* "Dovish taper" enhances appeal of these higher-yielding bonds
* Investors sitting on "carry" trade over the summer, analysts say
* Italy-Germany spread at tightest level all year at 152 bps
* Euro zone periphery govt bond yields http://tmsnrt.rs/2ii2Bqr (Adds quote, German auction details)
LONDON, Aug 2 (Reuters) - The premium investors demand to hold South European government debt over the German equivalent were on Wednesday close to their lowest levels in weeks as investors took more risks to try and lock in higher returns.
Euro zone government bonds in general and low-rated Southern European debt in particular are in demand this week after a rise in Spanish and Italian yields has enhanced their appeal.
Lower bond supply and expectations that extraordinary stimulus will only be withdrawn gradually were also fuelling demand, analysts said.
"It is now too expensive to be short euro zone government bonds from an investor point of view. You would be foregoing all the carry," said ING strategist Benjamin Schroeder, referring to a strategy where investors borrow at a low interest rate and buy higher yielding bonds.
"You would be better off waiting for two months when the taper strategy becomes clear before reconsidering your position," he said.
Most euro zone government bond yields have risen sharply since European Central Bank chief Mario Draghi signalled in late June that the bank was open to policy tweaks.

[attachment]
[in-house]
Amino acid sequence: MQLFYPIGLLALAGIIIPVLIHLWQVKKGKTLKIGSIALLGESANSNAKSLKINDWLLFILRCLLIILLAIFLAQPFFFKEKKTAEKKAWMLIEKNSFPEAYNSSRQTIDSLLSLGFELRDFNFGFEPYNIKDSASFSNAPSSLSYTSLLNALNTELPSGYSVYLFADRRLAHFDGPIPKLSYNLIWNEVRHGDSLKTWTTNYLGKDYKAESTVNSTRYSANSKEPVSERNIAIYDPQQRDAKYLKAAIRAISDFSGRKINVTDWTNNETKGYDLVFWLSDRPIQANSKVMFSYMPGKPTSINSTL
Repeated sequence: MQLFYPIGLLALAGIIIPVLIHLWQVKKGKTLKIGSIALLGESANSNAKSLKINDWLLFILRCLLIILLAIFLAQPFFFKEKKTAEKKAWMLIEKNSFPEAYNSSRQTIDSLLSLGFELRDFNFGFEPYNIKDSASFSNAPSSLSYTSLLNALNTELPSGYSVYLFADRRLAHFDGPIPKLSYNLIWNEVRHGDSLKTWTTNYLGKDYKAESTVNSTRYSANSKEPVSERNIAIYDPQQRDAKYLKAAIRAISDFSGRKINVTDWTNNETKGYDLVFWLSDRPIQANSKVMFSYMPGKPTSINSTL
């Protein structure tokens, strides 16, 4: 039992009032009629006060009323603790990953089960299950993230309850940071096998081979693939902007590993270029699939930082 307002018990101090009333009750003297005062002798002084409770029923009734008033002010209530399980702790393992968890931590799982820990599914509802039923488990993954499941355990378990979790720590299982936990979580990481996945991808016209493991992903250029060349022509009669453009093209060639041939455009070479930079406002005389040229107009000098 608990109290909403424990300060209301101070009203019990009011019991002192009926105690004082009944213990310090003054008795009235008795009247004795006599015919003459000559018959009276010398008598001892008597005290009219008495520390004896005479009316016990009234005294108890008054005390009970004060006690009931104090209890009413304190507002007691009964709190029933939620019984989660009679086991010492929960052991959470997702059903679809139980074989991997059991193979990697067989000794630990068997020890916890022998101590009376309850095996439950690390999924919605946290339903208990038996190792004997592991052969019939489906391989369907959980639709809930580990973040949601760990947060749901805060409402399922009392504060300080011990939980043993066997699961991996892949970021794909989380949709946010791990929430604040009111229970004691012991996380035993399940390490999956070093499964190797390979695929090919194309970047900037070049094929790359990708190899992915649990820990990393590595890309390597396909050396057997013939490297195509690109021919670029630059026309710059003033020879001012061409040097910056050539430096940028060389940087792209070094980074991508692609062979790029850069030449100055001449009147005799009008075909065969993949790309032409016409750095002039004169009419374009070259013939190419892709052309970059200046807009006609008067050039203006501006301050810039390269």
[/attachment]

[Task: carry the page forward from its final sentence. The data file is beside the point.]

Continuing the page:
Expectations now are for the ECB to announce in the autumn that it will taper its 2 trillion euro bond buying scheme and then begin actual withdrawal in 2018.
Germany's 10-year borrowing costs doubled in the weeks after June 27, when Draghi made his speech.
Low-rated Italian, Spanish and Portuguese government bond yields also rose sharply over that period. But the high yields they are now offering against a relatively benign political backdrop mean they became an attractive proposition for investors.
"We met some domestic Italian investors who said thanks to Mr Draghi, they can just sit on their Italian government bond positions over the summer and take all the carry," said Rabobank strategist Matt Cairns.
He said that expectations are for a "dovish taper" - a very gradual withdrawal of extraordinary stimulus.
The yield spread between these South European government bonds and the German equivalent is at some of the tightest levels in weeks.
The Italian government bond yield spread over Germany, for example, was close to its tightest level all year at 152 basis points, having hit that level late on Tuesday afternoon.
Most euro zone government bond yields were flat to a touch lower on Wednesday.
That spread was as wide as 212 bps in April this year, at the height of concerns over elections in France and possible snap elections and Italy and implications of those events for the future of the single currency bloc.
However, as political risks died down, those moves began to reverse, while the ECB's cautious approach to policy tightening means the appeal of these "peripheral" government bonds has yet to fade.
Germany's debt management office sold 2.416 billion euros in a top up of its 0.50 percent, 10-year Bund at the lowest price of 100.13, the Bundesbank said on Wednesday.
The yield on the bonds were unchanged on the day at 0.49 percent.
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(Reporting by Abhinav Ramnarayan; editing by Richard Balmforth)